Little Girl Wears a Different Princess Gown to Each Chemotherapy Treatment
Facing twenty chemotherapy treatments for a tumour behind her eye, little Lilli Durante has opted to do it in style, wearing a different princess gown to each appointment.
Last December, then-4-year-old Lilli woke up one morning with left eye crossed. After numerous doctors and specialists appointments, Lilli’s parents learned that their little girl had an optic pathway glioma, cancerous growths on her optic nerve.
Left untreated, Lilli could lose her vision. Unable to operate, doctors advised they start chemotherapy.
Confronted by twenty sessions of chemotherapy, Lilli’s parents felt scared and daunted, but their sweet little girl reacted with strength and playfulness. She wanted to wear a different princess gown for every treatment.
“She just knew she had to get some medicine for her sick eye. She is really a trooper through all of it,” mum Courtney Durante, 33, of Irwin, Pennsylvania, said. “She loves wearing big gowns, the bigger the better. The fluffier, the sparklier, the better.”
For every one of her 20 chemotherapy appointments, Lilli, now 5, has worn what she calls a princess gown and has not once repeated a dress.
Sometimes she dresses as a Disney princess. So far, she’s been Belle (her favourite), Ariel, Cinderella and Aurora. The other dresses she wears have lots of fabric, sparkles, glitter and frills. While her parents purchase many of the dresses, friends and family have started giving her some so she can keep up the practice for another 20 infusions. When she got her last treatment, she left a trail of glitter throughout UPMC Children’s Hospital of Pittsburgh.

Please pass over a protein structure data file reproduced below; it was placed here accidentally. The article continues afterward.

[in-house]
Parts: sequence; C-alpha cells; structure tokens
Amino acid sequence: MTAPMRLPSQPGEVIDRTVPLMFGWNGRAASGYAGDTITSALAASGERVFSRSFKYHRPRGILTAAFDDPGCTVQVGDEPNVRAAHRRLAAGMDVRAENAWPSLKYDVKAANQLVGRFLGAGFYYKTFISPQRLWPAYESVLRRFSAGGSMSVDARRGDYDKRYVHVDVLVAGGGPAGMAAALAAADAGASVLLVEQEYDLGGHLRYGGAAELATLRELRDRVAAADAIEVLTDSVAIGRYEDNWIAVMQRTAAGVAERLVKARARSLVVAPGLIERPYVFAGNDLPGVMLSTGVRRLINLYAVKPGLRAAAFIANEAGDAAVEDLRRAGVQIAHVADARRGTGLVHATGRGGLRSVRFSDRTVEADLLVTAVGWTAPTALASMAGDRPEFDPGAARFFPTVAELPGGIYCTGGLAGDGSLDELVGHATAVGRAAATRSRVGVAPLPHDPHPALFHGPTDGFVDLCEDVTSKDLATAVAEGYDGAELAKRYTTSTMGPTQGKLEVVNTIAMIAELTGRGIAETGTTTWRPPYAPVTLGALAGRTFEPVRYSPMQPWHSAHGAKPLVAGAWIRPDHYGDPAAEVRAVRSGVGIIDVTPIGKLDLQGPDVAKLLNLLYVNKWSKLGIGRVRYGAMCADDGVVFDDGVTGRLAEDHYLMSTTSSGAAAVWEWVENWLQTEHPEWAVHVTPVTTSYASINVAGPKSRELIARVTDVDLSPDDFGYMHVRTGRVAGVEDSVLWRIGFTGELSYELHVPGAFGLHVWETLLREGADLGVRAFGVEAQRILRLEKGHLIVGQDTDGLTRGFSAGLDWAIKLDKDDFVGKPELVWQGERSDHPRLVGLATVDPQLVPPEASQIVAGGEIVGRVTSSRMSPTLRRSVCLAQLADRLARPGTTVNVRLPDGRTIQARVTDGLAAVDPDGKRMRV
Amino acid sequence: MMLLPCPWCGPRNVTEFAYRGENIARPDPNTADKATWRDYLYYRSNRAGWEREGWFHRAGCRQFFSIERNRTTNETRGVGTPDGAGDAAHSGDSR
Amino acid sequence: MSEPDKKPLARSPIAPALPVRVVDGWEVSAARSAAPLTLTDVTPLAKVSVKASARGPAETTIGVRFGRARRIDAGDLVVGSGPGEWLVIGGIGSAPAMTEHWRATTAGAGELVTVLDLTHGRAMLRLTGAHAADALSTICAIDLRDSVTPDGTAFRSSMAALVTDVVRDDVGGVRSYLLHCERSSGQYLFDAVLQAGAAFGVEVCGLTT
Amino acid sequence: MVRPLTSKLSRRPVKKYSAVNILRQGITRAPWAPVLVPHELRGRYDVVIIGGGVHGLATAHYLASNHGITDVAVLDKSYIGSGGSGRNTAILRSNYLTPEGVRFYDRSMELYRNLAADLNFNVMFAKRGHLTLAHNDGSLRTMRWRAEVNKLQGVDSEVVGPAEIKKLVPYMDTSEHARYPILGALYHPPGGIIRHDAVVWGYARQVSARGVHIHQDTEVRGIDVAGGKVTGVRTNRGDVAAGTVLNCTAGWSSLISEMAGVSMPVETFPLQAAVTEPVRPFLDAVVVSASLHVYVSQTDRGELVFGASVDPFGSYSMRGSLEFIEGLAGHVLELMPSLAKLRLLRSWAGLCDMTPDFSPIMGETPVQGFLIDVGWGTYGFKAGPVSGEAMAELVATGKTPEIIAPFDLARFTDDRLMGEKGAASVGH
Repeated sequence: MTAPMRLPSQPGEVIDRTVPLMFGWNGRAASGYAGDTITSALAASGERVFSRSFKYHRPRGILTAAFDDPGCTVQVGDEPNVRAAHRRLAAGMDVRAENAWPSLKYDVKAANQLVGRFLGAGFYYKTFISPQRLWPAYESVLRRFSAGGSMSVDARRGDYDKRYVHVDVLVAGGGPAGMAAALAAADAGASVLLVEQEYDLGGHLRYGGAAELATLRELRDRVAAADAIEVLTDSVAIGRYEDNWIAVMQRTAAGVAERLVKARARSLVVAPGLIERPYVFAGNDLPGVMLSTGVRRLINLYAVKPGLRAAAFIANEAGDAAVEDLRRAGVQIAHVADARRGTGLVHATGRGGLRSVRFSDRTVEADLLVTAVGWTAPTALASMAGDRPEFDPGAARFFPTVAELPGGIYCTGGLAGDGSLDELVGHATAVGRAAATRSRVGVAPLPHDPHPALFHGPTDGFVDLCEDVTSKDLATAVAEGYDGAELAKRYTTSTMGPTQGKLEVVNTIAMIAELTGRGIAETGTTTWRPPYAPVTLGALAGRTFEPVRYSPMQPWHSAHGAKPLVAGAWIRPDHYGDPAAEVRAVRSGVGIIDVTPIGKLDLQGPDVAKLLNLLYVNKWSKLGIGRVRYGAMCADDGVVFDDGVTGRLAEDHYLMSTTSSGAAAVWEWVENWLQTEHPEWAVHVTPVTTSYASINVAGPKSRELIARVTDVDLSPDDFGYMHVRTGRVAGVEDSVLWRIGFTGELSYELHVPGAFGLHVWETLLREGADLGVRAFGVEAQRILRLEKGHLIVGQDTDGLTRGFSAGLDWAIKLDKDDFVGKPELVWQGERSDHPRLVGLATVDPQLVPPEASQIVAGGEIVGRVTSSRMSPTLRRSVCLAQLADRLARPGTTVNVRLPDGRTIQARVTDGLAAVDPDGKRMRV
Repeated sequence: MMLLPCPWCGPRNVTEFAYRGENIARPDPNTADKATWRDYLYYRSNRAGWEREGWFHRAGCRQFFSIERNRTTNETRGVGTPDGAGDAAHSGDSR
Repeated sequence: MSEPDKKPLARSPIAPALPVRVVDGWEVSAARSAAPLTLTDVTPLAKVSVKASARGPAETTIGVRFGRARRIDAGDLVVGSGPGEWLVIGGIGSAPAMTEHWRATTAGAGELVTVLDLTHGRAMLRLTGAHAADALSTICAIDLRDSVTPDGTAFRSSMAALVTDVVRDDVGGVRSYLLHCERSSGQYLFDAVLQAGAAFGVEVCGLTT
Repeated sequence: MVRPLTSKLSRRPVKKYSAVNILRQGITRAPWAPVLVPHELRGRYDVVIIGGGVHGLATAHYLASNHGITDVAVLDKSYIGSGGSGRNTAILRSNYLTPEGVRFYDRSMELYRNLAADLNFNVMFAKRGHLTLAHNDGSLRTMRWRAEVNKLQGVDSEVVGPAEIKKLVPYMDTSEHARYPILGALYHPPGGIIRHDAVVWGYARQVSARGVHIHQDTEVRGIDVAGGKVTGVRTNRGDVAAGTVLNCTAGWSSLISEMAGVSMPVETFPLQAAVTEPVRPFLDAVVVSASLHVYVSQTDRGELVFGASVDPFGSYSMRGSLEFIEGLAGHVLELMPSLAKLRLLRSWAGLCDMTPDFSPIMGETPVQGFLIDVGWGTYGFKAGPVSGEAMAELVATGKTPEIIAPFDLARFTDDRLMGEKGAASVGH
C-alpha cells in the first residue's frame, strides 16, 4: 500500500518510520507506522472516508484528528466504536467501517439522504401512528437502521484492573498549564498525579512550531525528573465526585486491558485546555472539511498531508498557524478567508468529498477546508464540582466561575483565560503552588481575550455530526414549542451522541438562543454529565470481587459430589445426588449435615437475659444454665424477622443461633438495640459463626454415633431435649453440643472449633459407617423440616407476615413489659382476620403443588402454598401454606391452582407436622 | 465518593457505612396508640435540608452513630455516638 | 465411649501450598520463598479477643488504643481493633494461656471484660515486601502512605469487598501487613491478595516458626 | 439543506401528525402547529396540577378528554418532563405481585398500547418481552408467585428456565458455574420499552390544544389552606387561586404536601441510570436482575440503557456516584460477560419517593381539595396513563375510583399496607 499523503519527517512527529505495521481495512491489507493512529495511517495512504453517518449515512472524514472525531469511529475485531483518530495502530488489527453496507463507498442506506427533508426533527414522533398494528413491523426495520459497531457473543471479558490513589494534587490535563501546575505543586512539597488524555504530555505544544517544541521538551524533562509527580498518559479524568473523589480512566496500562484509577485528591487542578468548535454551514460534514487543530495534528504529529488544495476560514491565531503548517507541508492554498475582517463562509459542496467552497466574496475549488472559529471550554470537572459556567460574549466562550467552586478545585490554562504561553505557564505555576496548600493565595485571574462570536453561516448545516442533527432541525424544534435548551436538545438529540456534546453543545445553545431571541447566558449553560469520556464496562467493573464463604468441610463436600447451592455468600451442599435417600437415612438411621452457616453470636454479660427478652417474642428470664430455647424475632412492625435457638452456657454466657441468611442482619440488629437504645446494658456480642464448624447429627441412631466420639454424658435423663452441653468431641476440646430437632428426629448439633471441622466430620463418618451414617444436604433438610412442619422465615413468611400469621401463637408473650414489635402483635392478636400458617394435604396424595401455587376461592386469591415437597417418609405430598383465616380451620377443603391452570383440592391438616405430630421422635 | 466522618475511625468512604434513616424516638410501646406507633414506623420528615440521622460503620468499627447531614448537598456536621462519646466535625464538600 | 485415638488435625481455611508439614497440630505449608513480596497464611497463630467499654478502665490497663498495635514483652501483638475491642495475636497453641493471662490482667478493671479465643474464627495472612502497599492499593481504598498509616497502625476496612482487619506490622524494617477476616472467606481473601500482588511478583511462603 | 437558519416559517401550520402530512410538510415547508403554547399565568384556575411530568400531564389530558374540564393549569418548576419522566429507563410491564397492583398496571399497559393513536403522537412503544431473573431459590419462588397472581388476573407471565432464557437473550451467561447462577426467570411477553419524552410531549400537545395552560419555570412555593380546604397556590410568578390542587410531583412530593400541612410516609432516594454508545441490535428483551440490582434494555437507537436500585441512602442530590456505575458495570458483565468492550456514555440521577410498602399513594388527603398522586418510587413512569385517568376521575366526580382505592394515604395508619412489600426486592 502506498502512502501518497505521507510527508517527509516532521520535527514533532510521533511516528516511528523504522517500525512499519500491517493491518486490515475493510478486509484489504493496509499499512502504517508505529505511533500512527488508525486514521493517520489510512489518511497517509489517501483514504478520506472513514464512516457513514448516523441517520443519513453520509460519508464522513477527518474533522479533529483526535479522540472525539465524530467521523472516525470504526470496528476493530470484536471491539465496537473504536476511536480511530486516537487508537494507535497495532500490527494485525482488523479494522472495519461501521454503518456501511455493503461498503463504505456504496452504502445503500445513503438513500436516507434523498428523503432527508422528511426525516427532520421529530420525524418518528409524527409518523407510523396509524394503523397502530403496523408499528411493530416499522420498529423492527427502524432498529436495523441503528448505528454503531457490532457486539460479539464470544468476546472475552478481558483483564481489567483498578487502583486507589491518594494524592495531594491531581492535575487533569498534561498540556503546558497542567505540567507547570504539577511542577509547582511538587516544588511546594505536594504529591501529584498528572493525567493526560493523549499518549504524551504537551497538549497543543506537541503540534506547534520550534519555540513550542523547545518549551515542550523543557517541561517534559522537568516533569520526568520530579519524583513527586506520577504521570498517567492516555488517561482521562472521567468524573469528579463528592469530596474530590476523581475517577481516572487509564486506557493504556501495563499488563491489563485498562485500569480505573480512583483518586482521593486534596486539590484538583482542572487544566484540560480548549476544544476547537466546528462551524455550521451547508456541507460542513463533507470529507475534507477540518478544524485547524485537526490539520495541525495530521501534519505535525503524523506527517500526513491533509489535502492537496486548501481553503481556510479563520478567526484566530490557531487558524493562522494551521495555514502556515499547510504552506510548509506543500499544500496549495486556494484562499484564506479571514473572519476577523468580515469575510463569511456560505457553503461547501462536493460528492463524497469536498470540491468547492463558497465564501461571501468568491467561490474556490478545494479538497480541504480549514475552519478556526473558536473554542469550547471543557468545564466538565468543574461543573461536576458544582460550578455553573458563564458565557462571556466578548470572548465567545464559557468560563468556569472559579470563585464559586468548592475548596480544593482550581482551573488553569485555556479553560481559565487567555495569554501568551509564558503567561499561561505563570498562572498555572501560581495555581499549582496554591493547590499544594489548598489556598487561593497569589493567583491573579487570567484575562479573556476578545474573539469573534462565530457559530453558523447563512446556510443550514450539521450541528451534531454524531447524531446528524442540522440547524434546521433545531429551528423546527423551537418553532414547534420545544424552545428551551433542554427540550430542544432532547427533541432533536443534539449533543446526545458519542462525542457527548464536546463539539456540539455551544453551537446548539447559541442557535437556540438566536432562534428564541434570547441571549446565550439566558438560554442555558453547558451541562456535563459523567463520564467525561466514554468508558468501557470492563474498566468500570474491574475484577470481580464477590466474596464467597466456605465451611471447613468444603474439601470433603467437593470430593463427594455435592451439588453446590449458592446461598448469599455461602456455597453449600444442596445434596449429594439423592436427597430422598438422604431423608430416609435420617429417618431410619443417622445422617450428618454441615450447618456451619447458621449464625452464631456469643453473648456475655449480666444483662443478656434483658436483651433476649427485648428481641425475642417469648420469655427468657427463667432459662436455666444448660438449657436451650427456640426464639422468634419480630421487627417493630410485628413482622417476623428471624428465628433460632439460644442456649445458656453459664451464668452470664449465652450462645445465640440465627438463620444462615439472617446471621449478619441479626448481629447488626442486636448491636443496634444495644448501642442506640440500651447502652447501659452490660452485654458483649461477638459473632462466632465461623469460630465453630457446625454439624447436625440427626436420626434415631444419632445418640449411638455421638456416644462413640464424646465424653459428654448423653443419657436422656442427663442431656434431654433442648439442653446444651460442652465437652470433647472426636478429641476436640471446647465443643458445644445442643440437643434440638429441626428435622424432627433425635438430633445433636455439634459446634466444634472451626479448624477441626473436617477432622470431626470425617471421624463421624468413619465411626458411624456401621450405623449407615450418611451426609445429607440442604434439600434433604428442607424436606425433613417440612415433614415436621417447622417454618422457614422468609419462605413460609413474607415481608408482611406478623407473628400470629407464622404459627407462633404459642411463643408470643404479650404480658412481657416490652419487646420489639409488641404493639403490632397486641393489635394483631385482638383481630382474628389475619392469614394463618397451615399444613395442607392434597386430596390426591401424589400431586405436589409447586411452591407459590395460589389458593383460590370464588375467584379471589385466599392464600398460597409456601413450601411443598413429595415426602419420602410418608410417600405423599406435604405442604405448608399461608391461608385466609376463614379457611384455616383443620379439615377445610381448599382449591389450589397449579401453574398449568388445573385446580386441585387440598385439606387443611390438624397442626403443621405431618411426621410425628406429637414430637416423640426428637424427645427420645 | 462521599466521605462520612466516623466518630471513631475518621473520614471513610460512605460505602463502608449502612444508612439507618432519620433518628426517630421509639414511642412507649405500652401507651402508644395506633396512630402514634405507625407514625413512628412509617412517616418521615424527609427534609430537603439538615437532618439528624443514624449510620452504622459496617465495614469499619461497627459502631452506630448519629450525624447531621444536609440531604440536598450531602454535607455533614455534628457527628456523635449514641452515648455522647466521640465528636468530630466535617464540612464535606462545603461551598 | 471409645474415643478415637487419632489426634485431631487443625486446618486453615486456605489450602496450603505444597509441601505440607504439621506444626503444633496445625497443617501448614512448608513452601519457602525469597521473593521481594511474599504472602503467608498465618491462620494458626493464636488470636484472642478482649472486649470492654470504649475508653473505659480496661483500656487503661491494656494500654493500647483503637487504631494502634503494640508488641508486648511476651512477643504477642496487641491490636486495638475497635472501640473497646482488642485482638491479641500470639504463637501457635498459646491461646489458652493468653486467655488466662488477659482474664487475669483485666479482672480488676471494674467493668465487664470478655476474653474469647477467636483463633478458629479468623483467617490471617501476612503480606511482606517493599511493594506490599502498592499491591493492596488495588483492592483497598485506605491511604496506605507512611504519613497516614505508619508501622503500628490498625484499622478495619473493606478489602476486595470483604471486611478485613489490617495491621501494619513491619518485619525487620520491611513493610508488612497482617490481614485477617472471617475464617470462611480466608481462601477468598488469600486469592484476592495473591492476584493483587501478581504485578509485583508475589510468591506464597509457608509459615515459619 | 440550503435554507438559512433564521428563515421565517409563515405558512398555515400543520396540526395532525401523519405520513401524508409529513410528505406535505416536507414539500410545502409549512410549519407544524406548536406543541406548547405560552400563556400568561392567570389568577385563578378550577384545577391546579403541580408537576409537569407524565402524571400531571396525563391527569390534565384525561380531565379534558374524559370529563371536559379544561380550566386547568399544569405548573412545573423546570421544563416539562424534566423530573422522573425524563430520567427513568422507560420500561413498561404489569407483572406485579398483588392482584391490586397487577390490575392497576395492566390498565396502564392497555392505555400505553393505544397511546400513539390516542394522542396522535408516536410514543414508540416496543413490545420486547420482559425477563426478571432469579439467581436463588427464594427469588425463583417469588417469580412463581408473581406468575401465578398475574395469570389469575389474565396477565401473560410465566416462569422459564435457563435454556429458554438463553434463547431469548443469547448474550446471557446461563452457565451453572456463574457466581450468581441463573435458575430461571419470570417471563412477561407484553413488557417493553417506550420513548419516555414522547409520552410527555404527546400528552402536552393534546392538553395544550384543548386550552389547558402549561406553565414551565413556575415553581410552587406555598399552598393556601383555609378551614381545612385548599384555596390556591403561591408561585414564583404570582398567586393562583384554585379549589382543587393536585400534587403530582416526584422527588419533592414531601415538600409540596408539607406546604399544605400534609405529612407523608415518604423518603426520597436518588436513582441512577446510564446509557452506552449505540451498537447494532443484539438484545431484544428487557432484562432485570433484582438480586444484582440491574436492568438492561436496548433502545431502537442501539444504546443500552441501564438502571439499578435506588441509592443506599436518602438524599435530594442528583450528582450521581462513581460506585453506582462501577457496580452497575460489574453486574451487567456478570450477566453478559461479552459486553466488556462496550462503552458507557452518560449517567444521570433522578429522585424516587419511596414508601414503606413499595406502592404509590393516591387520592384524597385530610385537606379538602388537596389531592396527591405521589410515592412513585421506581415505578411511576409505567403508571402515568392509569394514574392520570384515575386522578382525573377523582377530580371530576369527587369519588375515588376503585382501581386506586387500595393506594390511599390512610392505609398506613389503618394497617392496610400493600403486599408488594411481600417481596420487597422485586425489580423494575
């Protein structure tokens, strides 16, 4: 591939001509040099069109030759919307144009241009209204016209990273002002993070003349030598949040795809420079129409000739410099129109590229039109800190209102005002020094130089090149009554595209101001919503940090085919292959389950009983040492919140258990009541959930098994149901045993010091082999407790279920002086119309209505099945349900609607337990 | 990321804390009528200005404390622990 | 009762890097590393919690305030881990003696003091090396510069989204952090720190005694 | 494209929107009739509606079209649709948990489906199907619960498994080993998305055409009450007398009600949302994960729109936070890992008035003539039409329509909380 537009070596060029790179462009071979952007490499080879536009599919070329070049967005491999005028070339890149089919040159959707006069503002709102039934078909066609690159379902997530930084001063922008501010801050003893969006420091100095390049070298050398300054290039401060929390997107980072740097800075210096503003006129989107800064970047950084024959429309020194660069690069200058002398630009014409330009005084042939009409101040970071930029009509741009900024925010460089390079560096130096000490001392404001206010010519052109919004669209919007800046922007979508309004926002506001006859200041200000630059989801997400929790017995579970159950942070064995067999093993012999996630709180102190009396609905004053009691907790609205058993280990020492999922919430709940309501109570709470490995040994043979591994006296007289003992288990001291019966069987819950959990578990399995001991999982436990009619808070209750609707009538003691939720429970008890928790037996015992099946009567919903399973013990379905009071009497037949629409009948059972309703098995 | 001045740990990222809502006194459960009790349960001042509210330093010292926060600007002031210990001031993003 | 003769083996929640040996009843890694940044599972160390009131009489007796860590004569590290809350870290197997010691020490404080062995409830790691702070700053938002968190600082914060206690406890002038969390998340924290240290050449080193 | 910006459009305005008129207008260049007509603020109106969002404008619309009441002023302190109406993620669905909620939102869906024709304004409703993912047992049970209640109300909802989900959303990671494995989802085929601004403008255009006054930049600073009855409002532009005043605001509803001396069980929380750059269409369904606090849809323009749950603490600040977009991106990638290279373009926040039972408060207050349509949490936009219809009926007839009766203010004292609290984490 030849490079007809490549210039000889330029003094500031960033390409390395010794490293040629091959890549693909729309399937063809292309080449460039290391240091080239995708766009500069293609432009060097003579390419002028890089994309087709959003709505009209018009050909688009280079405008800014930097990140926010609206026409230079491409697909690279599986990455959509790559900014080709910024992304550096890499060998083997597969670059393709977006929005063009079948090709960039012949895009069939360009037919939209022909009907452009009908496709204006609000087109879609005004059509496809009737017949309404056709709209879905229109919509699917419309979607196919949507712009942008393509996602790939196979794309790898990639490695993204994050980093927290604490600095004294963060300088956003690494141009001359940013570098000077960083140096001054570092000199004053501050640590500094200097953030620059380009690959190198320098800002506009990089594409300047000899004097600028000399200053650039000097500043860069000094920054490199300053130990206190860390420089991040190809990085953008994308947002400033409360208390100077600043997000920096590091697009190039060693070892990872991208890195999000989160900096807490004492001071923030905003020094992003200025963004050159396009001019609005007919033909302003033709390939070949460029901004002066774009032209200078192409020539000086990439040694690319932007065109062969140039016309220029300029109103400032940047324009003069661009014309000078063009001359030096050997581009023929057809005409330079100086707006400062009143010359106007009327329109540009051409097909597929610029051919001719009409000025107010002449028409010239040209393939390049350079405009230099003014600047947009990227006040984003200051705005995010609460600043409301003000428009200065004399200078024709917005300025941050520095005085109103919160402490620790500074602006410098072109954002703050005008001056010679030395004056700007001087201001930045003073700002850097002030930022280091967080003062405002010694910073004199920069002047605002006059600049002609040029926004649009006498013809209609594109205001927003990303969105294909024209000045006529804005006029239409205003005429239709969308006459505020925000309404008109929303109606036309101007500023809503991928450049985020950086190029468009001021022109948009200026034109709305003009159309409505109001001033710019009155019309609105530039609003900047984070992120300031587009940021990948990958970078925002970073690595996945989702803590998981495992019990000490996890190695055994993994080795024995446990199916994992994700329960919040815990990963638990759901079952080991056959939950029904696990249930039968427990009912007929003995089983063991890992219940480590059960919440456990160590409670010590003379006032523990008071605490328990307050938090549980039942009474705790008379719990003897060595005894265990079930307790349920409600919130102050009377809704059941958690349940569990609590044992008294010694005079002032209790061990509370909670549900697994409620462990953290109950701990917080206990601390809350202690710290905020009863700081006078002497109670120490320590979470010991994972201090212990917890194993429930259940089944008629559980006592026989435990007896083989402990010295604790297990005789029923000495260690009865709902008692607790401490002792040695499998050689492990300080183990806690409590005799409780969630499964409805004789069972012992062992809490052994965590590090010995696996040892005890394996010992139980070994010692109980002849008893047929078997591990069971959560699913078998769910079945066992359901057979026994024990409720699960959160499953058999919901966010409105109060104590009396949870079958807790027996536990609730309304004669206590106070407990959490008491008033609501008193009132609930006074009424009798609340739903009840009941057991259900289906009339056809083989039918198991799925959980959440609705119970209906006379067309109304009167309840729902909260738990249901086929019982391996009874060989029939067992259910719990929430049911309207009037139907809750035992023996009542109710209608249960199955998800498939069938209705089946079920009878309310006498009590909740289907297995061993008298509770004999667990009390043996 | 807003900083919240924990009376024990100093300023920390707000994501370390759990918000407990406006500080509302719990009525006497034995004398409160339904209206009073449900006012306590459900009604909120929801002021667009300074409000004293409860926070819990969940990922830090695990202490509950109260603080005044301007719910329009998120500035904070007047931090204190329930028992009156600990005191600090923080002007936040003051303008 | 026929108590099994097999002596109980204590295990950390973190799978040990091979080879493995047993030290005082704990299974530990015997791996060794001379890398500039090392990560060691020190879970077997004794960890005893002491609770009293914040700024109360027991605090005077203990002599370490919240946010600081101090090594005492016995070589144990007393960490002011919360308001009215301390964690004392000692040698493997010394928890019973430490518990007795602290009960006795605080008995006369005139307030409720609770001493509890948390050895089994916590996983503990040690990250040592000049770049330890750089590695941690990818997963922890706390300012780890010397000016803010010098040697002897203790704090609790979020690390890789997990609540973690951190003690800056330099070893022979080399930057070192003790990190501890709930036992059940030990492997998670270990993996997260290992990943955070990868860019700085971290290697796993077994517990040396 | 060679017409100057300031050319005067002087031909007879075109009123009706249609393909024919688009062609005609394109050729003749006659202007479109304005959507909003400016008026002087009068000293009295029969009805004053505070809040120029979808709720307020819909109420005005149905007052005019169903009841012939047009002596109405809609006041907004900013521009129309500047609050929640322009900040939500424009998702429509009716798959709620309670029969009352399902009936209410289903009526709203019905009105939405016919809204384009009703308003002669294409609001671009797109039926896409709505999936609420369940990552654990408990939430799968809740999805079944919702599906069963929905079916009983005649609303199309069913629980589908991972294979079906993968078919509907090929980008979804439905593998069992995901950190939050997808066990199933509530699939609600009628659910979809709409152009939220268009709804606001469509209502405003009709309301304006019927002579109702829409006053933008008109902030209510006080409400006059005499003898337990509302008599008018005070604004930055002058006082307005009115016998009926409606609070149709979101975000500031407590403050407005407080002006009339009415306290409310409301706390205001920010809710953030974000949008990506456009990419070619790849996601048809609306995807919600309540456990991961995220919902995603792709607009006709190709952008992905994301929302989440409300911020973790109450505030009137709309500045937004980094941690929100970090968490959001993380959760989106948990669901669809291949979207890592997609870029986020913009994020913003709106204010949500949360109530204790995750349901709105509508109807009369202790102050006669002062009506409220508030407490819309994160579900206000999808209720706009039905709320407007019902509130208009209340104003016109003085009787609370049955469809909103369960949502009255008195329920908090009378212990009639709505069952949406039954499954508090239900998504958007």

“She loves surprising everyone every week,” Durante said. “Some of the nurses call her, ‘her majesty.’ It puts a smile on everyone’s face…and usually she gets compliments and eats it up and loves it. It really gives her something to look forward to.”
Her doctor, Dr Jim Felker, an assistant professor in the pediatric neuro-oncology program at Children’s, said he sees a transformation when Lilli arrives.
“She exudes that energy and that happiness that is vital to get through what can otherwise be, from the outside, at least, a sad experience,” he told TODAY Parents. “She really is special. She brightens up the clinic.”
Dr Felker said the tumours have shrunk, but Lilli had an allergic reaction to the first chemotherapy protocol and had to switch to a new regimen. Yet, Durante said Lilli still struggles to see. She needs to wear an eye patch on her right eye at night to help correct the crossed eye and she has glasses.
“Her eye is still crossed. She will likely need eye muscle surgery,” Durante explained.
“Lilli is an inspiration,” Dr Felker said. “You realise how resilient kids like Lilli really are.”
We wish Lilli and her family all the very best for the future.
Source: Today Parents